Making sense of reports that Joker Phillips was "forced to resign" over a "bump"

USA TODAY Sports

Some of Joker Phillips's sudden departure from Florida makes sense. Some of it makes none. We tried to make as much sense as we could.

Let's start from the beginning when trying to explain Joker Phillips's sudden resignation from Florida, with this Brett McMurphy tweet:

"Ohhh, man," College Football Twitter said collectively. "Florida's in trouuuublllle!" Even I tweeted this out to contextualize why even the appearance of wrongdoing is usually a big deal for Florida:

Because that sort of thing draws scoffs from people who think every SEC program is dirty — and, to be fair, every SEC team probably does plenty of straddling of the lines when recruiting football players — I tried to elaborate:

Put simply: Doing things "the right way" — or, at least, keeping "Florida" and "NCAA violations" as far from each other as possible — matters a great deal to Florida, and especially to Jeremy Foley. There aren't many other schools getting written up in the Wall Street Journal for doing things cleanly and having athletic success; there aren't many other schools that would quietly add a vision statement that begins with "Be the model collegiate athletics program" to their website.

This draws scoffs because openly claiming to take the high road always will. But I've been around, paying attention to, and reporting on Florida's programs for years now, and I have come to believe that this is a genuine vision.

Sure, it sounds holier than thou for various reasons, most notably the scofflaws who played football for Florida under Urban Meyer. Unbelieveable as it may seem, though, there are people and institutions who sound holier than thou because they want to be holier than thou, too. Florida has certainly staked its claim to this high road, and tries to walk its talk.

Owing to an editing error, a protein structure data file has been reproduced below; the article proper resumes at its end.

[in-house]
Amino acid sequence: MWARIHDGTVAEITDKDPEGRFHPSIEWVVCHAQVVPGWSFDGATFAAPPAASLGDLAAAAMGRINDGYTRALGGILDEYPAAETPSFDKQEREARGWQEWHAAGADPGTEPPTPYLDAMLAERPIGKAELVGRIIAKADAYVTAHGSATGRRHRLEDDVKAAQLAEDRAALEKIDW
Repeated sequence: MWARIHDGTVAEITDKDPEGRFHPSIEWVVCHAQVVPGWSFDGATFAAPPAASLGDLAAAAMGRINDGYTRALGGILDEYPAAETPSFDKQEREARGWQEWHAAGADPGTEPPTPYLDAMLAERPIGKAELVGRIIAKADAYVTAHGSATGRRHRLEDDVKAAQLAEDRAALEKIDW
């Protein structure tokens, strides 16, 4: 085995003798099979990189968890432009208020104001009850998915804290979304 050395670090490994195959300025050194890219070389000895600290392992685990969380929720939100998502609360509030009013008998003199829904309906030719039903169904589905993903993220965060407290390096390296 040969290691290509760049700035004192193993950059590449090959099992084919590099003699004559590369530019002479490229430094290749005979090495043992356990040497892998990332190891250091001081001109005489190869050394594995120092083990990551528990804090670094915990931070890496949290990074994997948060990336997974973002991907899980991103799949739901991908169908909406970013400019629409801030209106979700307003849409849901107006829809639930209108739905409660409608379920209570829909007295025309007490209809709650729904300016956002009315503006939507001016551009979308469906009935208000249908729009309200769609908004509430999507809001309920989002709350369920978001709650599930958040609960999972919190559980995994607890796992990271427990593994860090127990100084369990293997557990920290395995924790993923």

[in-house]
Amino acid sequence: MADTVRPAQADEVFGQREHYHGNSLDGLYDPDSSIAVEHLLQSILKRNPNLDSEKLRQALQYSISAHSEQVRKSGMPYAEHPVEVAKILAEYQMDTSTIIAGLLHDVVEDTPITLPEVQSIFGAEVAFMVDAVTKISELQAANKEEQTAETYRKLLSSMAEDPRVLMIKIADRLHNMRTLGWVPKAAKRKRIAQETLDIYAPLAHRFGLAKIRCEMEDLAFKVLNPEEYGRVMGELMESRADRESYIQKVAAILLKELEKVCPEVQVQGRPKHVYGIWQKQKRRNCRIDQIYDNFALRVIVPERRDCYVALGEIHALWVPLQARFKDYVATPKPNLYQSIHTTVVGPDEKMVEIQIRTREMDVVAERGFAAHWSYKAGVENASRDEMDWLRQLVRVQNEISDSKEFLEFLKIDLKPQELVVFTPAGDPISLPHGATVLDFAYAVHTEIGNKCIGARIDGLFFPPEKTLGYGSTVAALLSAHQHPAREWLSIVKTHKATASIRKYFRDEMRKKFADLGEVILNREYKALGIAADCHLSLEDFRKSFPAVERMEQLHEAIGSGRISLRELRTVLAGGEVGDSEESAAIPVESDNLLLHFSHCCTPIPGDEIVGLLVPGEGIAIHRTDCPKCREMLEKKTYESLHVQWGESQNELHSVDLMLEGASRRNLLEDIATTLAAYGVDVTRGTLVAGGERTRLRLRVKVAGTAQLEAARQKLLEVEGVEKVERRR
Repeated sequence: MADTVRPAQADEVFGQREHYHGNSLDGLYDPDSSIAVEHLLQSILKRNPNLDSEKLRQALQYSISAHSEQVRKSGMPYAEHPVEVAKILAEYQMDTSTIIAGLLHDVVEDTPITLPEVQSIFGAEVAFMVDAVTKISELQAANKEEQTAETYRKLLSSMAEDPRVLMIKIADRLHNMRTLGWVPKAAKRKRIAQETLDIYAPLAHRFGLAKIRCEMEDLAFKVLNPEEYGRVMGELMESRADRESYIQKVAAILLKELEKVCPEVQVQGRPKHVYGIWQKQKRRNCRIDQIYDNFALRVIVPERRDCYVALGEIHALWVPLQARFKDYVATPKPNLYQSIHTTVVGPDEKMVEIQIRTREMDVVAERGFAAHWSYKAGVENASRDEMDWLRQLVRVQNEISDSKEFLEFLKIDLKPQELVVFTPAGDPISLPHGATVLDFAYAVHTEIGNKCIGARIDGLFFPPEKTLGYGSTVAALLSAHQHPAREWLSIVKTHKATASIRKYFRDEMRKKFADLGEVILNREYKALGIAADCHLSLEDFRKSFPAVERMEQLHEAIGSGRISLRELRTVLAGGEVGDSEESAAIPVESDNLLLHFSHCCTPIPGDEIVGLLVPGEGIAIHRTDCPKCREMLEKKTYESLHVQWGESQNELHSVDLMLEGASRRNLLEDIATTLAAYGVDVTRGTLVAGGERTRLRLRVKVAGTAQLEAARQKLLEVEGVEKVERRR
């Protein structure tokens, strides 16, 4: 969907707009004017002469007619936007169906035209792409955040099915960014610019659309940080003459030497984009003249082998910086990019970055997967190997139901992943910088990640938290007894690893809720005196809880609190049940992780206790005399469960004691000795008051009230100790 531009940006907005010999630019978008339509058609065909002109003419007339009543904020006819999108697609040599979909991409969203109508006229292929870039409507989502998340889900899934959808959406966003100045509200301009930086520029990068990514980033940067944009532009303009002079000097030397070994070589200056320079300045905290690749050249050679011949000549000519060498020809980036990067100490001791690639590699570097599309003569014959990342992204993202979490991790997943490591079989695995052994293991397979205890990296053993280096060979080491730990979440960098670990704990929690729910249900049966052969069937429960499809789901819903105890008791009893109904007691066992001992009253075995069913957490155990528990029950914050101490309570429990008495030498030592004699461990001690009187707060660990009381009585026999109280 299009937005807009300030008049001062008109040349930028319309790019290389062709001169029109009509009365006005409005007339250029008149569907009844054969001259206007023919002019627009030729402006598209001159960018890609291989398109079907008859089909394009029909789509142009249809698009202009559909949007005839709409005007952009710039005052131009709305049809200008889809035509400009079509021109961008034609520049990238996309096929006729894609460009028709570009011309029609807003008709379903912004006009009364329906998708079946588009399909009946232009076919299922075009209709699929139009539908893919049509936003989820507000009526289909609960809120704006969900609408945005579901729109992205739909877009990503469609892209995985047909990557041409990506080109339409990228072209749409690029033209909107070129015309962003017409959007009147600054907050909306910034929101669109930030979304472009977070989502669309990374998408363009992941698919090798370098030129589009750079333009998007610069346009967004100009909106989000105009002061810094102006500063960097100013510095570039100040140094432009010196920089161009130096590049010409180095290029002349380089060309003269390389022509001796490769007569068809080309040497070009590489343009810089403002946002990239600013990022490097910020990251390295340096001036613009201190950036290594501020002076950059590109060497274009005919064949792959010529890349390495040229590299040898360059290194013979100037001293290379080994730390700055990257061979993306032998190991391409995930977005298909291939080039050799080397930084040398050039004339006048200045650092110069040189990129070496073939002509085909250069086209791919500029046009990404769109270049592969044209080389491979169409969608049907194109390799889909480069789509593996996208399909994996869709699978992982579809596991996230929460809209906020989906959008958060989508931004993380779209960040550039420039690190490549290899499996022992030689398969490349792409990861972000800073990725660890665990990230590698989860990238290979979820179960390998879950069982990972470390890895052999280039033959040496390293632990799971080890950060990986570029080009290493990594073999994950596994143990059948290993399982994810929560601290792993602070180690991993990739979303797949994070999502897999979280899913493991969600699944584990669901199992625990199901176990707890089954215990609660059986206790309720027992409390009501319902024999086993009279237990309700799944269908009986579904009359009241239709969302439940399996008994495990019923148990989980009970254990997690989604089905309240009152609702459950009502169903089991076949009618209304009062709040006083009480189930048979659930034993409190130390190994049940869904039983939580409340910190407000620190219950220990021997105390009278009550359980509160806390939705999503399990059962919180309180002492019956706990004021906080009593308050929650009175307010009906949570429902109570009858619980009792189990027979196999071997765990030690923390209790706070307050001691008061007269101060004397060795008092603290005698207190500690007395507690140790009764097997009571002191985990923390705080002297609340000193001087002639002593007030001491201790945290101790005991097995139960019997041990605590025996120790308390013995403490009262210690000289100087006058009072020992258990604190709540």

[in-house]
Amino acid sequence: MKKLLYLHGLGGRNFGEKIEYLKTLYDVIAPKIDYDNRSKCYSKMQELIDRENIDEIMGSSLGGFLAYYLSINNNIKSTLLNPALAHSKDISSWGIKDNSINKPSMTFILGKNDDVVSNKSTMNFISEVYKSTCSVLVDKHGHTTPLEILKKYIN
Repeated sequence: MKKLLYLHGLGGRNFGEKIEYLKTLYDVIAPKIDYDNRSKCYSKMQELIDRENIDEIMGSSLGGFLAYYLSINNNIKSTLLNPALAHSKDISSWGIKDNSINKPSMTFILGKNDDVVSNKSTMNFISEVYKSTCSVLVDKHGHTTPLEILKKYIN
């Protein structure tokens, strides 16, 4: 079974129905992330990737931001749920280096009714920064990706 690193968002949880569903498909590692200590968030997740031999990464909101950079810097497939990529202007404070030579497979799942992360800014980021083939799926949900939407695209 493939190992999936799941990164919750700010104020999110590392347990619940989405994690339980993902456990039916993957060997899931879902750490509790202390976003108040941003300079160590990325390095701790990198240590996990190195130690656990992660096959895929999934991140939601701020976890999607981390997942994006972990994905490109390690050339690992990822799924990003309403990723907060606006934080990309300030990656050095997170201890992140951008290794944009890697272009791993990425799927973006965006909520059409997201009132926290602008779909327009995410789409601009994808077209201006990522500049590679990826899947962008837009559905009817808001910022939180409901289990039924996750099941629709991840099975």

And Florida putting its integrity up for judgment, regardless of whether or not it fully lives up to its own standards, requires the Gators to be assiduous when protecting a nearly spotless record with the NCAA since the football program went on probation in the 1980s. Keeping up appearances matters: Even if Aubrey Hill gets hired as the wide receivers coach, Aubrey Hill's going to eventually have to resign from his position as NCAA scrutiny intensifies.

Now, how could this all relate to Joker Phillips, you ask? Well...

...because the working theory is now that he is being made to suddenly resign over a "bump," and a "bump" is among the more benign secondary NCAA violations a coach can commit, we're probably going to learn whether a "bump" alone is enough to get shown the door at Florida.

It's quite possibly more complicated than we know. I called Phillips's resignation "jarring" earlier, and that seems deserved: It truly may have come out of the blue.

And that McMurphy report about Phillips being forced to resign? He's had to recant some of it.

Given that the story McMurphy filed to ESPN still indicates that Phillips was forced to resign, and his tweet only indicates that Muschamp didn't force Joker to resign, I think it's fair to wonder if the logical conclusion is that it wasn't Muschamp, but his boss — Foley — who made this call.

Update, 9:38 p.m.: ESPN has edited that story to remove McMurphy's reporting that Phillips was "forced to" resign, which certainly dilutes the story, and makes the "It was Foley's call" theory implausible at best.

And if you want to believe a conspiracy theory or two: The idea that a "bump" — an impermissible in-person contact with a recruit, basically, much like the in-person contact that got Florida running backs coach Brian White reported last year — is not enough to get a coach effectively fired may lead you to believe there's more to this story, and the reports that Phillips was, indeed, turned in by another school suggest that there may be an ax to grind related to something predating this alleged violation.

This is a complicated and confusing story. It is possible, and maybe likely, that we will not get the full story for a while, if ever. What I do know, that Florida cares about its reputation as a clean school, influences how I think about what we don't know. But that doesn't mean what I do know explains what we don't know.

I'm prepared to be right. I'm prepared to be wrong. I'm prepared for anything.

You might want to be prepared for anything, too.

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